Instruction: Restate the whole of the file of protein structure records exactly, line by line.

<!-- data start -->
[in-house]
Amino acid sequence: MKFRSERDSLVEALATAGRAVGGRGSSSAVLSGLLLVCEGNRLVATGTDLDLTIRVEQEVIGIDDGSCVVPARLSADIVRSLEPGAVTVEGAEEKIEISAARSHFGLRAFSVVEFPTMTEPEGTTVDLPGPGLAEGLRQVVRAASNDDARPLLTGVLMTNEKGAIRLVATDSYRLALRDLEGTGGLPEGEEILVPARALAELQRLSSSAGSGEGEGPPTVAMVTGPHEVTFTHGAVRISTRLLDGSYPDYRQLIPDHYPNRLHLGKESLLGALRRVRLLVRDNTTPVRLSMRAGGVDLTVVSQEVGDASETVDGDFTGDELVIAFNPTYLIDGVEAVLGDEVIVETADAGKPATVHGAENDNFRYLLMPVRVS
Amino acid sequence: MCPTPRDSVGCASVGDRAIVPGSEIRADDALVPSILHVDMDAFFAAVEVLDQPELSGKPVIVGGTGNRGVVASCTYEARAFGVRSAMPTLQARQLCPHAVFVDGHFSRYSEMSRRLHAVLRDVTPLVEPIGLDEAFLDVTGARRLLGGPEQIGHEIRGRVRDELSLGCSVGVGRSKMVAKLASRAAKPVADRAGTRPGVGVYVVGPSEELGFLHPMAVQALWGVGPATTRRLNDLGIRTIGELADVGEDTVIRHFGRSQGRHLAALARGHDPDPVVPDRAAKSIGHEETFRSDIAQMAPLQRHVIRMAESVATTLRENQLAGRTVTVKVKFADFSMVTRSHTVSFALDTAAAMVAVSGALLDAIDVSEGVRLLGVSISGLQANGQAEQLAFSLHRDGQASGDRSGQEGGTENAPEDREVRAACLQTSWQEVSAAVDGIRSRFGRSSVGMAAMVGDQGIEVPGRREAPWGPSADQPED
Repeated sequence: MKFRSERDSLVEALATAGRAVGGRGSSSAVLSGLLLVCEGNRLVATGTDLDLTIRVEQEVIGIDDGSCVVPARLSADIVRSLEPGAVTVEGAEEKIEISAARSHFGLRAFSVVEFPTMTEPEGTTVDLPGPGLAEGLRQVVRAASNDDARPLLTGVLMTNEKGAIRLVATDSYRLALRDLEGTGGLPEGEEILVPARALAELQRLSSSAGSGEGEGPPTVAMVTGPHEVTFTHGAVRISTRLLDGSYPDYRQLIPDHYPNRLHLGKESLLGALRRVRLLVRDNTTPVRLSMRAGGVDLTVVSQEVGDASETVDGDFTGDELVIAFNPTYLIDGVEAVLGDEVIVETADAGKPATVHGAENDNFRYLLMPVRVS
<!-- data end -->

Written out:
[in-house]
Amino acid sequence: MKFRSERDSLVEALATAGRAVGGRGSSSAVLSGLLLVCEGNRLVATGTDLDLTIRVEQEVIGIDDGSCVVPARLSADIVRSLEPGAVTVEGAEEKIEISAARSHFGLRAFSVVEFPTMTEPEGTTVDLPGPGLAEGLRQVVRAASNDDARPLLTGVLMTNEKGAIRLVATDSYRLALRDLEGTGGLPEGEEILVPARALAELQRLSSSAGSGEGEGPPTVAMVTGPHEVTFTHGAVRISTRLLDGSYPDYRQLIPDHYPNRLHLGKESLLGALRRVRLLVRDNTTPVRLSMRAGGVDLTVVSQEVGDASETVDGDFTGDELVIAFNPTYLIDGVEAVLGDEVIVETADAGKPATVHGAENDNFRYLLMPVRVS
Amino acid sequence: MCPTPRDSVGCASVGDRAIVPGSEIRADDALVPSILHVDMDAFFAAVEVLDQPELSGKPVIVGGTGNRGVVASCTYEARAFGVRSAMPTLQARQLCPHAVFVDGHFSRYSEMSRRLHAVLRDVTPLVEPIGLDEAFLDVTGARRLLGGPEQIGHEIRGRVRDELSLGCSVGVGRSKMVAKLASRAAKPVADRAGTRPGVGVYVVGPSEELGFLHPMAVQALWGVGPATTRRLNDLGIRTIGELADVGEDTVIRHFGRSQGRHLAALARGHDPDPVVPDRAAKSIGHEETFRSDIAQMAPLQRHVIRMAESVATTLRENQLAGRTVTVKVKFADFSMVTRSHTVSFALDTAAAMVAVSGALLDAIDVSEGVRLLGVSISGLQANGQAEQLAFSLHRDGQASGDRSGQEGGTENAPEDREVRAACLQTSWQEVSAAVDGIRSRFGRSSVGMAAMVGDQGIEVPGRREAPWGPSADQPED
Repeated sequence: MKFRSERDSLVEALATAGRAVGGRGSSSAVLSGLLLVCEGNRLVATGTDLDLTIRVEQEVIGIDDGSCVVPARLSADIVRSLEPGAVTVEGAEEKIEISAARSHFGLRAFSVVEFPTMTEPEGTTVDLPGPGLAEGLRQVVRAASNDDARPLLTGVLMTNEKGAIRLVATDSYRLALRDLEGTGGLPEGEEILVPARALAELQRLSSSAGSGEGEGPPTVAMVTGPHEVTFTHGAVRISTRLLDGSYPDYRQLIPDHYPNRLHLGKESLLGALRRVRLLVRDNTTPVRLSMRAGGVDLTVVSQEVGDASETVDGDFTGDELVIAFNPTYLIDGVEAVLGDEVIVETADAGKPATVHGAENDNFRYLLMPVRVS